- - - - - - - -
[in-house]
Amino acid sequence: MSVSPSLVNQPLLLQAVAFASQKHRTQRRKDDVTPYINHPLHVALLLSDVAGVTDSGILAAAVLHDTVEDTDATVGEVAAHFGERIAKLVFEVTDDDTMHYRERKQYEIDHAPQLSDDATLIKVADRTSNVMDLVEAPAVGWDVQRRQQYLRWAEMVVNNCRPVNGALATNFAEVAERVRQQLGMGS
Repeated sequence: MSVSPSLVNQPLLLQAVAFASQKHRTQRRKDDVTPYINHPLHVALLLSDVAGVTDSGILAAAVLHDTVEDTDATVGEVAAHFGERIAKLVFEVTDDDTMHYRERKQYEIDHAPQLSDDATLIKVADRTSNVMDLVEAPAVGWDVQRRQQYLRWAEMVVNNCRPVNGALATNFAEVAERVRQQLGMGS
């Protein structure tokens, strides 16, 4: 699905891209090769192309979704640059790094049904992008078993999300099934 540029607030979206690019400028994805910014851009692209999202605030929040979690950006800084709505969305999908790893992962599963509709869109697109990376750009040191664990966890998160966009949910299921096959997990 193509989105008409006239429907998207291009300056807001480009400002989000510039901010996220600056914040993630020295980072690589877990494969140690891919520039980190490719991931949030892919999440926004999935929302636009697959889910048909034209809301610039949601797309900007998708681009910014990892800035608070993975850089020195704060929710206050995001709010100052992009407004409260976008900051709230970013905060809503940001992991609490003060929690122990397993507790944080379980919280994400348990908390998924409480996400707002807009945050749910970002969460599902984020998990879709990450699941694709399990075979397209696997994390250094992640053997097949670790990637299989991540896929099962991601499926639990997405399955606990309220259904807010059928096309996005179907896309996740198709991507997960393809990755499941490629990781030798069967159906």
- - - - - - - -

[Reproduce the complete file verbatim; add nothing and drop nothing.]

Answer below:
[in-house]
Amino acid sequence: MSVSPSLVNQPLLLQAVAFASQKHRTQRRKDDVTPYINHPLHVALLLSDVAGVTDSGILAAAVLHDTVEDTDATVGEVAAHFGERIAKLVFEVTDDDTMHYRERKQYEIDHAPQLSDDATLIKVADRTSNVMDLVEAPAVGWDVQRRQQYLRWAEMVVNNCRPVNGALATNFAEVAERVRQQLGMGS
Repeated sequence: MSVSPSLVNQPLLLQAVAFASQKHRTQRRKDDVTPYINHPLHVALLLSDVAGVTDSGILAAAVLHDTVEDTDATVGEVAAHFGERIAKLVFEVTDDDTMHYRERKQYEIDHAPQLSDDATLIKVADRTSNVMDLVEAPAVGWDVQRRQQYLRWAEMVVNNCRPVNGALATNFAEVAERVRQQLGMGS
């Protein structure tokens, strides 16, 4: 699905891209090769192309979704640059790094049904992008078993999300099934 540029607030979206690019400028994805910014851009692209999202605030929040979690950006800084709505969305999908790893992962599963509709869109697109990376750009040191664990966890998160966009949910299921096959997990 193509989105008409006239429907998207291009300056807001480009400002989000510039901010996220600056914040993630020295980072690589877990494969140690891919520039980190490719991931949030892919999440926004999935929302636009697959889910048909034209809301610039949601797309900007998708681009910014990892800035608070993975850089020195704060929710206050995001709010100052992009407004409260976008900051709230970013905060809503940001992991609490003060929690122990397993507790944080379980919280994400348990908390998924409480996400707002807009945050749910970002969460599902984020998990879709990450699941694709399990075979397209696997994390250094992640053997097949670790990637299989991540896929099962991601499926639990997405399955606990309220259904807010059928096309996005179907896309996740198709991507997960393809990755499941490629990781030798069967159906």